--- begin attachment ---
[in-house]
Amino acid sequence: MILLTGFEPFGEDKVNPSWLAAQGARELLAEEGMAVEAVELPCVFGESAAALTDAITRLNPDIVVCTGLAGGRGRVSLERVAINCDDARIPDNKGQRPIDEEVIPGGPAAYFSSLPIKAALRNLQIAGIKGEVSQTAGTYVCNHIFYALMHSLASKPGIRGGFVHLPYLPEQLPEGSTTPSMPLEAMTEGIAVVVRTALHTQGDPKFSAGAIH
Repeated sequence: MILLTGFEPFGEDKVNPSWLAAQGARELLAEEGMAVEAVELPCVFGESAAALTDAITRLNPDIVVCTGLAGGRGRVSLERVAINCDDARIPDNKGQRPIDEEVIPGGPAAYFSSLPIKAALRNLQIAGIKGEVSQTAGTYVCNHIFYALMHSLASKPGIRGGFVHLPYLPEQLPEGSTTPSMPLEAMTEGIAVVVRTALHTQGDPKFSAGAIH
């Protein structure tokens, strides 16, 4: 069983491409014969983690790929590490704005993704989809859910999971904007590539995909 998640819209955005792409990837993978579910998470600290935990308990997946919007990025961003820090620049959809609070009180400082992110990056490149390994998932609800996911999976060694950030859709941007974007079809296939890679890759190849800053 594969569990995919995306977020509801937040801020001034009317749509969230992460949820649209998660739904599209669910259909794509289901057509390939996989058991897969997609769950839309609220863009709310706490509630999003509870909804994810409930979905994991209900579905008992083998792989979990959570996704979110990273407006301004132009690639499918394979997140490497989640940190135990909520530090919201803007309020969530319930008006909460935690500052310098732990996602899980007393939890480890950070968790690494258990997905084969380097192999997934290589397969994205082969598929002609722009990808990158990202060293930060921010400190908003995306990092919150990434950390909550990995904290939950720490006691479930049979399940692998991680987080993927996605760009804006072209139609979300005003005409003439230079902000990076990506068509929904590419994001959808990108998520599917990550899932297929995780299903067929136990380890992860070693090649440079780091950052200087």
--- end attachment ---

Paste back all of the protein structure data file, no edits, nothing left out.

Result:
[in-house]
Amino acid sequence: MILLTGFEPFGEDKVNPSWLAAQGARELLAEEGMAVEAVELPCVFGESAAALTDAITRLNPDIVVCTGLAGGRGRVSLERVAINCDDARIPDNKGQRPIDEEVIPGGPAAYFSSLPIKAALRNLQIAGIKGEVSQTAGTYVCNHIFYALMHSLASKPGIRGGFVHLPYLPEQLPEGSTTPSMPLEAMTEGIAVVVRTALHTQGDPKFSAGAIH
Repeated sequence: MILLTGFEPFGEDKVNPSWLAAQGARELLAEEGMAVEAVELPCVFGESAAALTDAITRLNPDIVVCTGLAGGRGRVSLERVAINCDDARIPDNKGQRPIDEEVIPGGPAAYFSSLPIKAALRNLQIAGIKGEVSQTAGTYVCNHIFYALMHSLASKPGIRGGFVHLPYLPEQLPEGSTTPSMPLEAMTEGIAVVVRTALHTQGDPKFSAGAIH
């Protein structure tokens, strides 16, 4: 069983491409014969983690790929590490704005993704989809859910999971904007590539995909 998640819209955005792409990837993978579910998470600290935990308990997946919007990025961003820090620049959809609070009180400082992110990056490149390994998932609800996911999976060694950030859709941007974007079809296939890679890759190849800053 594969569990995919995306977020509801937040801020001034009317749509969230992460949820649209998660739904599209669910259909794509289901057509390939996989058991897969997609769950839309609220863009709310706490509630999003509870909804994810409930979905994991209900579905008992083998792989979990959570996704979110990273407006301004132009690639499918394979997140490497989640940190135990909520530090919201803007309020969530319930008006909460935690500052310098732990996602899980007393939890480890950070968790690494258990997905084969380097192999997934290589397969994205082969598929002609722009990808990158990202060293930060921010400190908003995306990092919150990434950390909550990995904290939950720490006691479930049979399940692998991680987080993927996605760009804006072209139609979300005003005409003439230079902000990076990506068509929904590419994001959808990108998520599917990550899932297929995780299903067929136990380890992860070693090649440079780091950052200087």